The Supreme Administrative Court (SAC) recently ruled that the tax losses of the Finnish branch of a UK bank will not be transferred in the merger of the UK bank into its UK sister bank.
Had it been a Finnish subsidiary, this would not have been an issue at all. As a legal merger is a “universal succession”, it is normally not treated as a change in the ownership of the subsidiaries.
Even if the merger was to be treated as a change in the ownership of the subsidiary, the audience may recall the P Oy Case C‑6/12 of the European Court of Justice (ECJ). In fact, in the Finnish system companies may request permission from the tax authorities to utilise the tax losses in case there has been an over 50% change in the ownership, and in group-internal transfers the permission is in practice always granted. Furthermore, following the P Oy Case and the discussion on the selectivity and illegal state aid, the permission is almost always granted in all cases where the company continues its operations and the tax losses are not deemed to be “traded”.
There may have been many (including at least a few of the judges) who thought that the SAC should not have referred the P Oy Case to the ECJ, but they did it anyway. But what was their opinion now? In fact, the SAC stated that there is no doubt that the case does not need to be referred to the ECJ. In Finnish:
“Unionin tuomioistuimen oikeuskäytännöstä ilmenee, että velvollisuutta tehdä Euroopan unionin toiminnasta tehdyn sopimuksen 267 artiklassa tarkoitettu ennakkoratkaisupyyntö ei ole silloin, jos kansallisessa tuomioistuimessa ei esiinny todellista epäilyä unionin tuomioistuimen olemassa olevan oikeuskäytännön soveltamismahdollisuudesta asiaan tai jos on täysin selvää, miten unionin oikeutta on kyseisessä tilanteessa asianmukaisesti sovellettava.
Asiassa ei ole tullut esille sellaista kysymystä, jonka johdosta ennakkoratkaisupyynnön esittäminen olisi edellä mainittu huomioon ottaen tarpeen.”
The SAC does not explain which ECJ cases make it clear that the case does not need to be referred to the ECJ. The taxpayer had referred to various ECJ cases including the following:
The ECJ had stated already in C-270/83 Commission v France (avoir fiscal) that “the fact that the tax rules in question are unfavourable to the branches and agencies of foreign insurance companies indirectly restricts the freedom which insurance companies based in other Member States must have to establish themselves in France either through a subsidiary or through a branch or agency. It constitutes an inducement to choose to set up a subsidiary so as to avoid the disadvantage resulting from the refusal to grant the benefit of the shareholders’ tax credit“.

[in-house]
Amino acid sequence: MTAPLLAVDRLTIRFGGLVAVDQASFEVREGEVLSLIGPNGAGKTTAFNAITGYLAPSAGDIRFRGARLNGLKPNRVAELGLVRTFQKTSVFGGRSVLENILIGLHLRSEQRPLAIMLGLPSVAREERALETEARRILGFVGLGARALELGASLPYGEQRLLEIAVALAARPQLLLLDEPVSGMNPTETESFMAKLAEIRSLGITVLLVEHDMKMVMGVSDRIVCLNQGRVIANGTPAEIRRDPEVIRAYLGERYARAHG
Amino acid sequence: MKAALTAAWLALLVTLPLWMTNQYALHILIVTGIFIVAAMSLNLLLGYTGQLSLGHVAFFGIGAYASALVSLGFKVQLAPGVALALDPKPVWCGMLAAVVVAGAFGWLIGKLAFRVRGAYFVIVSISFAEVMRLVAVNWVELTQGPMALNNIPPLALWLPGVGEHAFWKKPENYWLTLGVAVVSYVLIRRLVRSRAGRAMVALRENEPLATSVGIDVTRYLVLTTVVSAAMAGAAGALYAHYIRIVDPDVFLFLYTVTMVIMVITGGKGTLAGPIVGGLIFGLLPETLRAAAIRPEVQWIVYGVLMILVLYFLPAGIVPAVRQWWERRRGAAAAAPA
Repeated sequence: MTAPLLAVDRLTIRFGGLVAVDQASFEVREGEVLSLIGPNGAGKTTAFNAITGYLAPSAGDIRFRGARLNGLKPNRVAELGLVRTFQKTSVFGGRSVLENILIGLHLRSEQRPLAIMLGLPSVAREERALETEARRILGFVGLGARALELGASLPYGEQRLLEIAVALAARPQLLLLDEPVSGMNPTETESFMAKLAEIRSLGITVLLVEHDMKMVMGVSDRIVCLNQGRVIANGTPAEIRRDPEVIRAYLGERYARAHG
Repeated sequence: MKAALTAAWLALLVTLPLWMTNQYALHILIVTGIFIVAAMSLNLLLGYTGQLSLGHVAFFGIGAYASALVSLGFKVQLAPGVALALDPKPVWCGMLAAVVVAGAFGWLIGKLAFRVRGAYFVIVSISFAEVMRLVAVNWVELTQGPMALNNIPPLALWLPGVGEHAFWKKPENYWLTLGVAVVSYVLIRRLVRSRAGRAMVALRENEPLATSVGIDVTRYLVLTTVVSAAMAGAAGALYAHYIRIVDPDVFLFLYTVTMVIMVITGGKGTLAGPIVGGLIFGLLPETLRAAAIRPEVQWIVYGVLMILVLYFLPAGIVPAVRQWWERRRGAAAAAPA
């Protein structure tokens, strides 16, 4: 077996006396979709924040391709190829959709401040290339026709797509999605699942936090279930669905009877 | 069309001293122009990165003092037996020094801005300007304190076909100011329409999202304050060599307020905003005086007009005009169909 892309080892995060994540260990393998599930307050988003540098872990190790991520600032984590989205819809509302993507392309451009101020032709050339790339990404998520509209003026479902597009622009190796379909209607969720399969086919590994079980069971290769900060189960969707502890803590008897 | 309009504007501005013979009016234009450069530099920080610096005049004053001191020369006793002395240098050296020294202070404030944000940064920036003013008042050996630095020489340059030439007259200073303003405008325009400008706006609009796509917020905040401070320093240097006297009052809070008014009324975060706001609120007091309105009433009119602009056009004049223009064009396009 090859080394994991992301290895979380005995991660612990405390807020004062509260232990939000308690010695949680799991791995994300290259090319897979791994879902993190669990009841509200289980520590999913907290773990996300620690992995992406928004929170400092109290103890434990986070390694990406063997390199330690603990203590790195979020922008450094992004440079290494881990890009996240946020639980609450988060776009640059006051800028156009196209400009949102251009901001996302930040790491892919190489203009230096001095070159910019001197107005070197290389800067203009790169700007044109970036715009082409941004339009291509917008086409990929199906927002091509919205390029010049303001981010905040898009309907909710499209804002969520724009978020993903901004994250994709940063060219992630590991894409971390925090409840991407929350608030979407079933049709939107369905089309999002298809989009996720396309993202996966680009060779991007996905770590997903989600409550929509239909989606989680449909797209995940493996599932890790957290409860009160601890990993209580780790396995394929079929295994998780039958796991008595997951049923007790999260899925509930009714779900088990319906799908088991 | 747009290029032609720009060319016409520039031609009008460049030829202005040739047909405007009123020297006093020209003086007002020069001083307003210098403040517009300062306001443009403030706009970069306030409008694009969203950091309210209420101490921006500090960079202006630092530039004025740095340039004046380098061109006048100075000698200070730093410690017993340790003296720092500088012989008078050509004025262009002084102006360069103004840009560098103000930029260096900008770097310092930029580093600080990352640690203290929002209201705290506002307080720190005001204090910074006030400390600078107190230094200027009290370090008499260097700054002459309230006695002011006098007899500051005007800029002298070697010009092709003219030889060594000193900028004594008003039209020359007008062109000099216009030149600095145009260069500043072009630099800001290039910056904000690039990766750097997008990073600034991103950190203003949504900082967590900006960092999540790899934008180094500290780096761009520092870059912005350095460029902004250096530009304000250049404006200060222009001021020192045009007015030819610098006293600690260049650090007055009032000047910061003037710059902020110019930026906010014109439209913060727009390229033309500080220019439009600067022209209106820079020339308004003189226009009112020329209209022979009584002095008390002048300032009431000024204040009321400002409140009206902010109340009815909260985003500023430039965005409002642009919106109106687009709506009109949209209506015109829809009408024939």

In Case C-18/11 Philips Electronics UK Ltd,. the ECJ stated that “the freedom to choose the appropriate legal form in which to pursue activities in another Member State serves, inter alia, to allow companies having their seat in a Member State to open a branch in another Member State in order to pursue their activities under the same conditions as those which apply to subsidiaries (Case C-253/03 CLT-UFA  ECR I-1831, paragraph 15)”.
In Case C-522/14 Sparkasse Allgäu, Advocate General Maciej Szpunar commented that “the freedom to choose the legal form in which the relevant operator pursues activities in another Member State is especially crucial in the banking sector” and that “starting the business operations of a credit institution in another Member State in the form of a subsidiary is thus a completely different financial effort than setting up a branch in another Member State”.
How can it thus be clear that bank branches may be treated less favourably than subsidiaries in Finland?
Maybe the P Oy Case will again provide an answer. In said case the ECJ practically stated that they were not able to decide on the state aid issue, because even if it was a case of state aid, it was a state aid that had existed already when Finland joined the European Union. Thus, it would be up to the European Commission to investigate this matter and potentially initiate an infringement procedure against Finland.
It is possible that the SAC thought that there is an easier solution as in the P Oy Case. P Oy finally got the permission to utilise the tax losses and the Finnish practice was changed so that the selectivity was not an issue anymore. In fact, perhaps the SAC was of the view that the Finnish branch should just request permission from the Finnish tax authorities to utilise the losses, as this is what a Finnish subsidiary could do. If no permission would be granted, the SAC could then refer the case to the ECJ in the second round if the European Commission did not do it first.